Similarities between Pope Francis and Trump

60.00% credibility
 
Related

2 year old dies after eating ordinary food product

Luffy News
316 points

How to sense positive and negative energy around you

Luffy News
244 points



Most recent

points
SHARE
TWEET
What will it be like having Trump as a president? Some Catholic critics have been tempted to say, “We know what it’s like, because we have Francis as Pope.”

Similarities between Pope Francis and Trump

They have a point. At first glance there is a lot to compare between the two leaders.

First, you can compare their impromptu speaking styles.

Trump is a head of state who talks off the cuff, uses colorful colloquial language and freely speaks his mind, letting the chips fall where they may. Just like Pope Francis.

In homilies and press conferences, Francis is also an unpredictable font of sometimes charming, sometimes maddening, unscripted words. Like Trump, he even goes for laughs. Brendan Michael Dougherty noticed it early on and dubbed him “Pope Francis, insult comic.” Like Trump, Pope Francis has been criticized when his observations got too personal — and Francis has himself admitted that he is personally tempted by the “dark joy” of gossip.

Second, you can compare their approach to management.

Both leaders can cause headaches to their staffs. Trump surprises his staff with tweets. Francis surprises us all when he speaks on airplanes. Francis subverts papal protocol by making surprise phone contact with Catholics worldwide. Trump subverted diplomacy with his surprise phone contact with Taiwan.

But more than that: Both are very free with critical assessments of those who work for or with them. Trump critics on the left and right say that Trump’s allies fear that Trump will not “have their back” if anything goes wrong. They have good reason to worry: Trump has a history of harshly criticizing Republicans and famously dropped Chris Christie and friends from his transition team.

Pope Francis also has a reputation for being critical of would-be allies. For example, he has turned an annual December speech to curial staff into a forum on their faults. Careful critic Father Raymond de Souza sees lots of reasons to be thankful for Pope Francis. Nonetheless, he sees even more acrimony ahead regarding Pope Francis’s postsynodal apostolic exhortation Amoris Laetitia, precisely because of the disagreements Francis has had with Synod fathers.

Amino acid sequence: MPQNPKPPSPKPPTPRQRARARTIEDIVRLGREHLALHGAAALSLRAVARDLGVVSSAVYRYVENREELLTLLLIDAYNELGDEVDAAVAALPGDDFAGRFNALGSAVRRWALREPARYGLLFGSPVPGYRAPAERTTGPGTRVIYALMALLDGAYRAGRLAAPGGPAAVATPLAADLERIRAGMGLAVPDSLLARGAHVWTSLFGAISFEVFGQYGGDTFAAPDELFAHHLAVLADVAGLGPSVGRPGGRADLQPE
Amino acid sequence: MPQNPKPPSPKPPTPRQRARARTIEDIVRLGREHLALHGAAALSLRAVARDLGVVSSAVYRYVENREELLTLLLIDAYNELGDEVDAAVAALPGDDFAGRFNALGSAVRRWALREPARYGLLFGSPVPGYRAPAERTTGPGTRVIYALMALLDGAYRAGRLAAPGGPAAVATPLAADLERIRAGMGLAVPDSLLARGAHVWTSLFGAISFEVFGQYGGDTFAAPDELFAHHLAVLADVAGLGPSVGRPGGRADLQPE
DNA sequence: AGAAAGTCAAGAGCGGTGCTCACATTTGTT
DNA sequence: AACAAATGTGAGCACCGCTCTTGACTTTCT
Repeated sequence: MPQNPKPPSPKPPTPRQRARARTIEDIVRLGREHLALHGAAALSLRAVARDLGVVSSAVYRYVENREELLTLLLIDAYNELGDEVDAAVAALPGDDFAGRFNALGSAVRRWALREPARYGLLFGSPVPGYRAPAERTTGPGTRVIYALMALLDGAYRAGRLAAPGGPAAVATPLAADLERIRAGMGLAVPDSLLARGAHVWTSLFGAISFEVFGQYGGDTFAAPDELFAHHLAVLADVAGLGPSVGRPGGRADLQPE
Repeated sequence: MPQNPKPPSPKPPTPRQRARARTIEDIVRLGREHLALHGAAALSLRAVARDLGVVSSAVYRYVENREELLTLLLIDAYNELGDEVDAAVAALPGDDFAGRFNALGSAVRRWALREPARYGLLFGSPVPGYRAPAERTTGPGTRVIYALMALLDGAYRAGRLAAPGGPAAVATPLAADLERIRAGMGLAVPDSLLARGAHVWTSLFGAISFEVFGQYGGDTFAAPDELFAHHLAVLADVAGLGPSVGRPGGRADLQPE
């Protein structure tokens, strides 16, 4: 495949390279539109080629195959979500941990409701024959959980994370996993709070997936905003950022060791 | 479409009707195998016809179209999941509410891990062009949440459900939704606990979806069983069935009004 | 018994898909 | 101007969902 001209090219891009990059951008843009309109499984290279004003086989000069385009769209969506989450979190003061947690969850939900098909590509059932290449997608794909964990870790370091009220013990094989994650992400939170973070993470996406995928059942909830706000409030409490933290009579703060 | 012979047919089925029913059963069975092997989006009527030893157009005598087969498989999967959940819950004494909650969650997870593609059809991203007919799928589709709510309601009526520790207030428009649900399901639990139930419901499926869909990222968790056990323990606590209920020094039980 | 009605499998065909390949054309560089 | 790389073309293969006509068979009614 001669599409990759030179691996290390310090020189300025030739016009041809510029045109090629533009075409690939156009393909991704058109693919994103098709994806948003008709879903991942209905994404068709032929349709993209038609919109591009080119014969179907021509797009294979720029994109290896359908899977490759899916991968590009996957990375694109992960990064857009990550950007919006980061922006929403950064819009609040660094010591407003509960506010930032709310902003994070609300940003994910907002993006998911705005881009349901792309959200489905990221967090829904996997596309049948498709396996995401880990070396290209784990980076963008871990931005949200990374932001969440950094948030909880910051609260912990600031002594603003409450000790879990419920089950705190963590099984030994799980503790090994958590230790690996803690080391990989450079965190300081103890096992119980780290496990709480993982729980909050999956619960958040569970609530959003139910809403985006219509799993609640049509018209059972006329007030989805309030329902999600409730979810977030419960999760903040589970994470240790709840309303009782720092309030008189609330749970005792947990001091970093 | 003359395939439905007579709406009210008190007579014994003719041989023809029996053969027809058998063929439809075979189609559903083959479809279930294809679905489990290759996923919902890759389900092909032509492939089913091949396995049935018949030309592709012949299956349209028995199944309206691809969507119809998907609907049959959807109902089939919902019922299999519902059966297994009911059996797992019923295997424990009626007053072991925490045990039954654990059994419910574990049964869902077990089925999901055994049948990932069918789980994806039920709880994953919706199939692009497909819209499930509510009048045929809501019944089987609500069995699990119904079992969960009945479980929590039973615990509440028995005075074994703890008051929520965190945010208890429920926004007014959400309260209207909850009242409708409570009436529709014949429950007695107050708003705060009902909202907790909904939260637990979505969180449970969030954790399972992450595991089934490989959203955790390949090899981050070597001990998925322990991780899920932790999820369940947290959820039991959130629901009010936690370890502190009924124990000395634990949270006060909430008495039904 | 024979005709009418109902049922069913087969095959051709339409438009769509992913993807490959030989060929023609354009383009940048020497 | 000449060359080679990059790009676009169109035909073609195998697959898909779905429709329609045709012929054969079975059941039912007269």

A third similarity: They both know how to speak in pictures.

Trump didn’t just win campaign polls; he staged giant rallies that showed his popularity. He didn’t just preach populism, he made a red “trucker’s hat” his signature look. He doesn’t just claim to be tough — he made a squinting “tough-guy” expression his “brand” on everything from his book covers to his campaign posters.

Pope Francis also “branded” himself by his appearance, skipping the more ornate papal regalia for a simpler look. And Francis doesn’t just say confession is important, he goes to confession in full view of the cameras. He doesn’t just speak of the importance of service, he invites the homeless to the Vatican. He doesn’t just say to “go to the peripheries,” he washes the feet of juvenile delinquents in prison.

The visuals start to hint at the differences: Trump made headlines by his graphic description of how easy it is for celebrities like him to get sexual partners. Pope Francis, on the other hand, recently made headlines by visiting former prostitutes and apologizing on behalf of their Christian and Catholic customers.

But the difference goes even deeper than their personal character.

Many of us continue to make the same mistake Christians have been making for millennia: We consider political power, and not religious truth, the most important force on earth.

Politicizing the faith is at the root of the Church’s worst sins ever: Judas betrayed Jesus the suffering savior because he had wanted Christ the conquering victor. Imperial disputes between East and West fueled the Great Schism. Reformation figures objected to the overly political Roman Church and ironically led to a fractured landscape of state churches.

Today we too often look at the Church as a struggle between left and right, and we invest a lot of energy into trying to determine which side is winning.

If we judge the Church – and the pope – in political terms, we not only risk doing harm to the unity of the Church; we risk missing the point of the Church altogether.

Fuente: aleteia.org
SHARE
TWEET
To comment you must log in with your account or sign up!

Comentarios más recientes
huzezuti
upto I looked at the paycheck saying $9861 , I accept that my father in law was like they say trully bringing in money in their spare time online. . there best friend haz done this less than 8 months and a short time ago repayed the dept on there appartment and bourt a great Citroën 2CV . see at this site ============ + http://www.moneytime10.com
 
dakuxan
before I saw the check saying $8075 , I did not believe ...that...my mother in law woz like they say actualie receiving money in their spare time at there labtop. . there sisters roommate has been doing this less than 14 months and as of now repayed the mortgage on there villa and bourt a gorgeous Subaru Impreza . =============== http://www.homejobs7.com
 
Featured content